Could rugby finally crack America? How hosting the 2031 and 2033 Rugby World Cups could boost the sport in the US

 Could rugby finally crack America?  How hosting the 2031 and 2033 Rugby World Cups could boost the sport in the US


Chris Robshaw has given his clear support for the 2031 and 2033 Rugby World Cups, hosted by the United States, which were announced by World Rugby in Dublin on Thursday, with England in the 2025 women’s event. With England to host and Australia with men in 2027 and women two years later.

Robshaw, a former England captain and back-line harlequin, lives in Colossus, California, and plays for the San Diego Legion in Major League Rugby (MLR).

speak with I This week, both Robshaw and MLR commissioner George Kilbrough outlined compelling theories for underpinning their passion for hosting the World Cup in the United States, in the sport’s second major geographic leap after Japan 2019.

Some may view it as a gamble, but Robshaw says it is a two-sided coin where everyone wins. “We’re looking for new audiences for rugby as the game gets to a level, in England, South Africa, France, Australia, New Zealand, where you ask, are you going to attract more fans who love it? Already not looking? Moving to a relatively new place – it’s only been five years since MLR – the support for the World Cup in the schools and universities here will be huge.

“There’s a lot of talk about it in our club, especially among Americans. You can hear them talking about their overseas tours and their games in Wales and Scotland and they want that fun and rugby values ​​in America They are proud of the sport and want to see it grow.

“Americans generally look at sports differently: they know how to sell things, they know how to promote them. The other day I took my little boy to the park and maybe 50 people including me All of us had hats or merchandise or bumper stickers for the San Diego baseball team Padres. Will rugby in this country ever be like the NFL or the NBA – I’m not sure. But it could be like an MLS. [Major League Soccer]Which gets 15,000 to 20,000 for games and it’s a great product.”

Kilbrough, speaking from his Dallas office, also mentions MLS. The football league is 28 years old and currently selling franchises with an entry fee of £200m and was promoted by the 1994 FIFA World Cup in the United States.

Kilbrough is excited about MLR’s opportunity to do ‘the exact opposite’ in rugby. “It gives us a ‘North Star’ to target,” said the former NBA Dallas Mavericks chief revenue officer. “The MLR is a professional league with 13 teams – 12 in the United States, one in Toronto, Canada. If you look at this nine-year runway to the World Cup in 2031, if we have a new team or in a year Two, we’re going to have a 28-team league in every metropolitan area in this country.

MLR commissioner Kilbrough remains positive about the future of the sport in the US (Picture: Getty)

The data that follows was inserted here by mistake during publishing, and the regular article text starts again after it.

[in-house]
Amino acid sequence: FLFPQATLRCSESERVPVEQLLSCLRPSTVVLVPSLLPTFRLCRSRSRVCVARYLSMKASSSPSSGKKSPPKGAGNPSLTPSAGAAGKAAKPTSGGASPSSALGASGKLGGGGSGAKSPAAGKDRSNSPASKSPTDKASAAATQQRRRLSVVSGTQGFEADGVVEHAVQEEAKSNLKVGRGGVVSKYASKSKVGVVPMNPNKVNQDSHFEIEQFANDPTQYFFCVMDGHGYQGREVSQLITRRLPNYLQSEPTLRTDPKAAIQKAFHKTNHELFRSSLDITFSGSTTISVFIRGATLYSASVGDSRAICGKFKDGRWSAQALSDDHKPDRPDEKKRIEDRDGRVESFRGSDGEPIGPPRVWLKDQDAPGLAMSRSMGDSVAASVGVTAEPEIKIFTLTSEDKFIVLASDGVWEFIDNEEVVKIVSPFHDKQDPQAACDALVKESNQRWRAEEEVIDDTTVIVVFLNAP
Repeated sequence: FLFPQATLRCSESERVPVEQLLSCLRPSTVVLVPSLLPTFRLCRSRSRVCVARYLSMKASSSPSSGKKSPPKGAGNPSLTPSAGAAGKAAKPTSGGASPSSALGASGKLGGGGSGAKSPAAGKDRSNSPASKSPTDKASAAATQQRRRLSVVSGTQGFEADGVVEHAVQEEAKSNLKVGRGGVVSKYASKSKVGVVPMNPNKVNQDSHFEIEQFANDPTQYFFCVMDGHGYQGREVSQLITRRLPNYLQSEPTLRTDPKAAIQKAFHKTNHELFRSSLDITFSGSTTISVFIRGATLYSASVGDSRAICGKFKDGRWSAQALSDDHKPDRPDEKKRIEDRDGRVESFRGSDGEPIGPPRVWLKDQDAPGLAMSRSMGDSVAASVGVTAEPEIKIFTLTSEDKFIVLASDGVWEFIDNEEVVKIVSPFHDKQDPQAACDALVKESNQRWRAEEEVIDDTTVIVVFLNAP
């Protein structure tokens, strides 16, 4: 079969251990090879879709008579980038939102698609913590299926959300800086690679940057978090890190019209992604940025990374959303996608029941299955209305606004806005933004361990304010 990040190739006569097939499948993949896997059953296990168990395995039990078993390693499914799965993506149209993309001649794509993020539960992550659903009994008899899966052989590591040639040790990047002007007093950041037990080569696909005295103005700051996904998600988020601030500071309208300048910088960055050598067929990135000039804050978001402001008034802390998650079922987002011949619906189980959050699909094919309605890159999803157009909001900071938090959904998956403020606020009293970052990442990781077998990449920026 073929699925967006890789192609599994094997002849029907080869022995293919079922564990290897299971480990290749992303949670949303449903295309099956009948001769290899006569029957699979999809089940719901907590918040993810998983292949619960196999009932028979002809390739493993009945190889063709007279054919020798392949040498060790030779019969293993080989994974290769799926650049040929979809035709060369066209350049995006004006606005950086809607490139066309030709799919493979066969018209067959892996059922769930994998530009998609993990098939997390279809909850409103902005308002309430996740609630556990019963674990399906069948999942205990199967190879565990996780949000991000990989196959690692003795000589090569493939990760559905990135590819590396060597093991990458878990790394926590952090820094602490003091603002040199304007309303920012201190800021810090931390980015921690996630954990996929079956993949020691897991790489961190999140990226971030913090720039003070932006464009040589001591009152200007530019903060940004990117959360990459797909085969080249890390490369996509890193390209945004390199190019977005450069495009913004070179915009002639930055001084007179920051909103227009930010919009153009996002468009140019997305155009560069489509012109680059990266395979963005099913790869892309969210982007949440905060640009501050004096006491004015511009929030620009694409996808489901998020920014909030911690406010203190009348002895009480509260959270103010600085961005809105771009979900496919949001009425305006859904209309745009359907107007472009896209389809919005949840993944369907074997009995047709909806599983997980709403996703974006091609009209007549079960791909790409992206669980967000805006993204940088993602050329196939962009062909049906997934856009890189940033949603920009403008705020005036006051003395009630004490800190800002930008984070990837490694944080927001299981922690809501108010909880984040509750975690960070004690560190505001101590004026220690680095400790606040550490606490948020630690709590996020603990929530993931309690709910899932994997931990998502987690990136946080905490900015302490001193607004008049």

“As more kids start playing sports, academy programs continue to grow, and our college facilities continue to grow, by the time the World Cup arrives, MLR has done its job of irrigating the United States and preparing us.” would have done.

“One caveat – when the 1994 World Cup was played there were millions of kids playing football. USA Rugby [the national governing body that is coming out of bankruptcy] It has gone through its trials and tribulations and we are confident that we now have 100,000 registered participants. So that’s the challenge. We look forward to working with World Rugby on this front. This is the greatest land of opportunity.”

The new establishment of joint ventures between World Rugby and each World Cup organizing committee must decide whether to hold the United States World Cup in one region or beyond. “It would be great to be able to travel across the country,” says Robshaw, whose club owners Darren Gardner and Ryan Patterson were involved in USA’s bid. “Different food, hospitality, stadium, pitch surface… Fans from traditional countries will absolutely love the chance to visit a new place. And the traveling crowd will bring their own stories and traditions of the World Cup. ,

The United States women’s team is not as strong as it used to be, while the men will have to beat Chile this summer to qualify for the 2023 World Cup in France. Joe Biden, on the other hand, sent a letter expressing federal support for the US bid, and the president’s distant cousin, former Ireland and British and Irish Lions full-back Rob Kearney, dropped an oval ball in the Oval Office last month. Gave.

Kilbrew points out that President George W Bush and Bill Clinton also have rugby ties, as do many CEOs of major US companies, and that he can see them clinging to the World Cup, as billionaire Mark Cuban “quietly”, Without fanfare. The men and women of the United States financed the trip to the World Cup. Rugby Sevens will be played at the 2028 Olympics in Los Angeles, and the New Zealand All Blacks Test with the US Eagles drew 40,000 fans to the Washington Commanders’ NFL Stadium last October.

Some experimental English Premiership games did less well, but Kilbrough would welcome back European and Super Rugby games. “The rising tide lifts all boats,” he says. “I’ve spent most of my career in basketball and a little bit in football. Rugby athletes are the most marketable to anyone I know. Not only are they extremely fit, you can put them in front of a camera and they’re fantastic. There are speakers, great ambassadors who do clinics and autographs and do everything you need to do to develop a sport in this country.”


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